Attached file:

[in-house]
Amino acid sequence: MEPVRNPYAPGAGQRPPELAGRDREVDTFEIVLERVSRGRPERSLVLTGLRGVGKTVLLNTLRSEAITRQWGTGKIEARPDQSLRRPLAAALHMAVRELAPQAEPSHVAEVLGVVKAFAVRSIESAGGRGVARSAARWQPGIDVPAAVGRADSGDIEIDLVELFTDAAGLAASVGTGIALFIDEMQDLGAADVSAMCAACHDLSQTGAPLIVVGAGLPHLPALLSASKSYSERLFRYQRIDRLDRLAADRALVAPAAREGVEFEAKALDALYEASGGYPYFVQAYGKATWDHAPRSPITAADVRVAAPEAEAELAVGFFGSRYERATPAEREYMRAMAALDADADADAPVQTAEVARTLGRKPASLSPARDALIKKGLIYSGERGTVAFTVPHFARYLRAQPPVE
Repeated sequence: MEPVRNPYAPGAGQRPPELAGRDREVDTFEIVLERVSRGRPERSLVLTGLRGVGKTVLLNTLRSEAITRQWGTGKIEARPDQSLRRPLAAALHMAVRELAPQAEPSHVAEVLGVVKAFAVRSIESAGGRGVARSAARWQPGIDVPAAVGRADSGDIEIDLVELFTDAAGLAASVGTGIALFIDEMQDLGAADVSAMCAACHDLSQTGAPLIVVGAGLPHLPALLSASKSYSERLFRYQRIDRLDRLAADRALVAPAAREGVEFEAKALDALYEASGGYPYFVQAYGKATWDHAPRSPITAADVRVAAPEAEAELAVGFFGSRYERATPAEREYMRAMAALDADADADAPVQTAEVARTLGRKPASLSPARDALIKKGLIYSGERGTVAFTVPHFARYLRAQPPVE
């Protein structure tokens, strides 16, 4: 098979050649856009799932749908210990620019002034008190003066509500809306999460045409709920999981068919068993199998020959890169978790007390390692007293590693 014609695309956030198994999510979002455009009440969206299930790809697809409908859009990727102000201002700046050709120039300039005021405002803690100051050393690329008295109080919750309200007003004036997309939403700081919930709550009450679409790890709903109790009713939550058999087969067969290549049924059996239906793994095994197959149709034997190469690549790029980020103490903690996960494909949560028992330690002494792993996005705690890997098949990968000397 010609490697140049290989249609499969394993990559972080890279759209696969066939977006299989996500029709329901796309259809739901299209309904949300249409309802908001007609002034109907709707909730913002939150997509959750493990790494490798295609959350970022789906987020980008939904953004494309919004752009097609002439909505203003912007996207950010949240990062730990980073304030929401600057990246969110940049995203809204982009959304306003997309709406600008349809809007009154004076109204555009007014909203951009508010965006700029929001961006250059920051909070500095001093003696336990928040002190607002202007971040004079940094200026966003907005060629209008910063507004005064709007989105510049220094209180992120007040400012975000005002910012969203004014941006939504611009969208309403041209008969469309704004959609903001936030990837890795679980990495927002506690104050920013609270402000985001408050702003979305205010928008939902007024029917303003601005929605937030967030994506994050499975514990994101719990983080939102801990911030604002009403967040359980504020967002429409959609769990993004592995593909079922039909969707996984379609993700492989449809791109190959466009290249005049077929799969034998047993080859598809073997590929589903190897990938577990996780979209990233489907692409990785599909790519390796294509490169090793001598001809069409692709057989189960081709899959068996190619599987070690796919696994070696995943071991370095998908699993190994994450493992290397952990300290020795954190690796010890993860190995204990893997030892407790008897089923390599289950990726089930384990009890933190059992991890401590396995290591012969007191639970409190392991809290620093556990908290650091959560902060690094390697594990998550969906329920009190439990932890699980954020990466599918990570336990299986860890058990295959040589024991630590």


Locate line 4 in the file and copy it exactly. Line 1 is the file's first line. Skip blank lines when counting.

């Protein structure tokens, strides 16, 4: 098979050649856009799932749908210990620019002034008190003066509500809306999460045409709920999981068919068993199998020959890169978790007390390692007293590693 014609695309956030198994999510979002455009009440969206299930790809697809409908859009990727102000201002700046050709120039300039005021405002803690100051050393690329008295109080919750309200007003004036997309939403700081919930709550009450679409790890709903109790009713939550058999087969067969290549049924059996239906793994095994197959149709034997190469690549790029980020103490903690996960494909949560028992330690002494792993996005705690890997098949990968000397 010609490697140049290989249609499969394993990559972080890279759209696969066939977006299989996500029709329901796309259809739901299209309904949300249409309802908001007609002034109907709707909730913002939150997509959750493990790494490798295609959350970022789906987020980008939904953004494309919004752009097609002439909505203003912007996207950010949240990062730990980073304030929401600057990246969110940049995203809204982009959304306003997309709406600008349809809007009154004076109204555009007014909203951009508010965006700029929001961006250059920051909070500095001093003696336990928040002190607002202007971040004079940094200026966003907005060629209008910063507004005064709007989105510049220094209180992120007040400012975000005002910012969203004014941006939504611009969208309403041209008969469309704004959609903001936030990837890795679980990495927002506690104050920013609270402000985001408050702003979305205010928008939902007024029917303003601005929605937030967030994506994050499975514990994101719990983080939102801990911030604002009403967040359980504020967002429409959609769990993004592995593909079922039909969707996984379609993700492989449809791109190959466009290249005049077929799969034998047993080859598809073997590929589903190897990938577990996780979209990233489907692409990785599909790519390796294509490169090793001598001809069409692709057989189960081709899959068996190619599987070690796919696994070696995943071991370095998908699993190994994450493992290397952990300290020795954190690796010890993860190995204990893997030892407790008897089923390599289950990726089930384990009890933190059992991890401590396995290591012969007191639970409190392991809290620093556990908290650091959560902060690094390697594990998550969906329920009190439990932890699980954020990466599918990570336990299986860890058990295959040589024991630590």